An ERB partial for the navigation tabs. Note that using the scaffolding generator will automatically add tabs into this file, but it can also be manually edited and rearranged.


An ERB partial for the the right navigation tabs. Note that the ‘users’ tab is added automatically for admin users.

/public/casein/javascripts/custom.js & /public/casein/stylesheets/custom.css

The Casein assets are located in /public/casein. These are the only two files you should change. They allow you to add custom JavaScript or CSS to your Casein deployment. These files are not overwritten using the ‘script/generate casein_update’ command.


Now that you have the basic Casein installed and configured, you’ll want to extend it so that it actually has some functionality for your project!

Rules and conventions

  • Casein extension controllers and helpers should be prefixed with casein_

  • Casein extension controllers should derive from CaseinController and not ApplicationController

  • To set the page title, your controller action should set @casein_page_title. If this is not set, then Casein will use a default created from your project name.

Right bar

The right bar in Casein should be used for view specific actions, e.g. “Add user” for users/index, or “Back to list”, “Delete user” for users/show.

To specify the contents of the right bar, you must create a partial with the following filename:


For example to specify the right bar contents for a Casein extension controller called ‘casein_companies’ and the action ‘new’:


These files are optional. Casein will generate a blank right bar if it cannot find a matching ERB partial.

Helper functions

There are several Casein helper functions that are automatically available in any of your Casein extension views.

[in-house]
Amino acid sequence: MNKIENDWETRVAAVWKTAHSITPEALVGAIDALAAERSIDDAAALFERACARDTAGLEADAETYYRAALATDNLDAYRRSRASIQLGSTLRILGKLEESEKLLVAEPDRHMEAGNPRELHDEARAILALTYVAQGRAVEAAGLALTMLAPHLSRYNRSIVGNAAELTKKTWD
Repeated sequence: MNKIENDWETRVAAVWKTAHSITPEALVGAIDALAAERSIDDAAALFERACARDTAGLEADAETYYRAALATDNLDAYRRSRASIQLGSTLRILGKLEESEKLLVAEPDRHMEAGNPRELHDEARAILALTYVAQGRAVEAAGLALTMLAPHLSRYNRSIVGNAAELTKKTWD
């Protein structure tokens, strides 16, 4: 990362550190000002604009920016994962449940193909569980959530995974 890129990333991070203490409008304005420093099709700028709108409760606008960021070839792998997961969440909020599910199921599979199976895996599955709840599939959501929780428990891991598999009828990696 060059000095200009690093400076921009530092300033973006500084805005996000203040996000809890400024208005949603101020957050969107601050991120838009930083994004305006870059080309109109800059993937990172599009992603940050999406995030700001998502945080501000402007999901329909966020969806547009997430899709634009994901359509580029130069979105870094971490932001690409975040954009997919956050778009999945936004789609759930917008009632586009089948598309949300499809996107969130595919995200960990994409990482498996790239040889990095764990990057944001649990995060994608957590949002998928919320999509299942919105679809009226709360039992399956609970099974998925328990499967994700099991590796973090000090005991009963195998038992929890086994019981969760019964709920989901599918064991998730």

TODO: These will be documented later. For now, just browse the file at /vendor/plugins/casein2/helpers/casein_helper.rb to see what’s available.

Casein version

Your Rails application may discover what version of Casein it is currently running by using the following variables:

$CASEIN_MAJOR_VERSION - number, e.g. 2
$CASEIN_MINOR_VERSION - number, e.g. 0
$CASEIN_BUILD_INFO - build number or string, e.g. 231 or 'alpha'

Rake tasks

There are several Casein Rake tasks available to generate test users, or reset the user database. To see what is available, list all Rake commands using:

rake -T

The Casein Rake tasks are all namespaced with ‘casein:’


Casein has a scaffolding generator to automatically create all the views and controllers for your project models. This is the fastest way to add Casein support to your project.

The command to run the scaffolding generator is:

script/generate casein_scaffold ModelName [field:type, field:type]


  • ModelName – The singular name of your model, e.g. customer

  • field:type – The name of your database fields and their types, e.g. name:string. The field name must match the name in your migrations and the type must be one of the Rails migration types (string, text, integer, float, decimal, datetime, timestamp, time, date, binary, boolean). Note that you do not have to specify all of the fields in your model, but just the ones that you wish to be editable in Casein.

e.g. a typical scaffolding command might look like:

script/generate casein_scaffold customer name:string age:integer date_of_birth:date is_male:boolean

There are currently two further command line options that can be added to the end of the generate command:

--force-plural = Forces the generation of a plural ModelName
--create-model-and-migration = Also creates a model, migration and tests. By default the scaffold generator will work from existing models, but this option will generate the model files for you. This means you can also use Casein to set up a new project quickly as well.

Once the command has been executed, the generator will:

  • Add a new tab for the model to: app/views/casein_layouts/_navigation.html.erb

  • Create a controller with the name: app/controllers/casein_model_controller.erb

  • Add a helper template at: app/helpers/casein_model_helper.rb